To add to my frustration, as a Gen X-er I am often overlooked by marketers who are interested in the more massive Gen Y or Baby Boomers or even Gen Z.
I’ve recently received a number of requests for examples of good post-event fulfillment reports, and I came across a great one today with Chicago’s Lollapalooza music festival.
If you’re not already giving your sponsors post-event fulfillment reports, do it. Without a doubt, the reports play an incredibly important role in your sponsor renewal efforts. And in these tough economic times, properties that don’t produce reports are at risk of losing their sponsors.
Case in point: According to the IEG/Performance Research Sponsorship Decision-Makers Survey, post-event reports are ranked as the most important service provided by a property, valued more highly than research on sponsor recall and loyalty, among other services.
If you’re anything like me – a self-admitted indie music snob who looks forward to Tuesdays’ new releases with the patience and control of Manny and A-Rod in a pharmacy – then you probably have noticed that the music industry has been blowing up with new marketing and sponsorship strategies aimed at the indie music community.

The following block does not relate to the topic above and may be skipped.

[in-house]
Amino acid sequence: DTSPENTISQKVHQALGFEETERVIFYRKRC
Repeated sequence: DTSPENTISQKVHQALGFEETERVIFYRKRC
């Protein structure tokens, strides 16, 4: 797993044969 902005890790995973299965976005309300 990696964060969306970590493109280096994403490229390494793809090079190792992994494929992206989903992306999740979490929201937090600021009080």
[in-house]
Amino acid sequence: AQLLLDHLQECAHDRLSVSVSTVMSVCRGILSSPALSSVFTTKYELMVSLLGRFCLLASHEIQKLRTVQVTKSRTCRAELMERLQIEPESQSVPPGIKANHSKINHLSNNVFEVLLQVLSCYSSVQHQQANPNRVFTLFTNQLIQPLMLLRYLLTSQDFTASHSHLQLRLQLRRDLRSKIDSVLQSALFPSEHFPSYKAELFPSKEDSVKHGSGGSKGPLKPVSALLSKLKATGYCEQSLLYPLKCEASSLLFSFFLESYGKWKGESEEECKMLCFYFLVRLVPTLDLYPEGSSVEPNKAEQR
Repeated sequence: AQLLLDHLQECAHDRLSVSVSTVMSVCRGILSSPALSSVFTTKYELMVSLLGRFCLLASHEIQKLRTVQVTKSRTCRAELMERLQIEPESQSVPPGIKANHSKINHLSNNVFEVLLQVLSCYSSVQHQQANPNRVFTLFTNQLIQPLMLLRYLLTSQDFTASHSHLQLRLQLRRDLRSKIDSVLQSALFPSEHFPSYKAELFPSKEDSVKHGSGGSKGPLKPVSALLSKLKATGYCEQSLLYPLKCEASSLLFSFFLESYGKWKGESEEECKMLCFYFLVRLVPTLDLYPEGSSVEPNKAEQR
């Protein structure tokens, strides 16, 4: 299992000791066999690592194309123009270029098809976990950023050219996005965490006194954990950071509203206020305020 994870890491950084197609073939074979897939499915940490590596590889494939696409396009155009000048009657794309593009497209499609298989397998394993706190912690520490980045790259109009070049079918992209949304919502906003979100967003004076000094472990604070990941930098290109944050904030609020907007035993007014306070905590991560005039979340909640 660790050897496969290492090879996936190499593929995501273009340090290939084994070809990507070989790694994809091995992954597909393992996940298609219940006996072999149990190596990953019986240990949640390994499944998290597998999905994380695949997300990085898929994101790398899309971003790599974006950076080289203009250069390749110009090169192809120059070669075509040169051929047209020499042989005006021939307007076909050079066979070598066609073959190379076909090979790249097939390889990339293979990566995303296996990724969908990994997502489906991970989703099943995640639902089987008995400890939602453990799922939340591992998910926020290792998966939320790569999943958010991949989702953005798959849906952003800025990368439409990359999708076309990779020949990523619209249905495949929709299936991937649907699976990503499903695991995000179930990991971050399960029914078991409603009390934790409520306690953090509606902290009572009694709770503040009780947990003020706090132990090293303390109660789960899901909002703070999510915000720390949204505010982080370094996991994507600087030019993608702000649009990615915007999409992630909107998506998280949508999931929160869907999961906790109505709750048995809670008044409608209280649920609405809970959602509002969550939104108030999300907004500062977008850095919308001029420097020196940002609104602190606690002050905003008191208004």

Case in point, just this month:
- ReverbNation launched “Sponsored Songs” which is an online distribution program that brings fans free songs from 1,000 artists which will feature sponsor ads alongside the album covers of currently playing tunes on fans computers, mobiles, etc.;
- Billboard Music & Advertising Conference featured a session on moving brand marketers away from major label music towards independent music to connect with consumers who are shifting away from anything mass produced, mass consumed and status quo;
- IDT Media Group and its subsidiary, DiskFaktory launched the Music Sponsorship Network, a system that will link start up musicians with commercial sponsors and feature sponsors’ ads on CD artwork.
In its latest music marketing endeavor, Rolling Rock beer has teamed with insurgent country purveyor Bloodshot Records to sponsor a series of concerts in 10 to 12 markets this summer, IEG SR has learned.
Confirmed markets for the Bloodshot B-B-Qs include Boston, Minneapolis, Philadelphia, Phoenix, Pittsburgh, Seattle and Brooklyn, N.Y.
In addition to the one-off shows, Rolling Rock will sponsor tours by two Bloodshot acts: Ha Ha Tonka and the Deadstring Brothers. more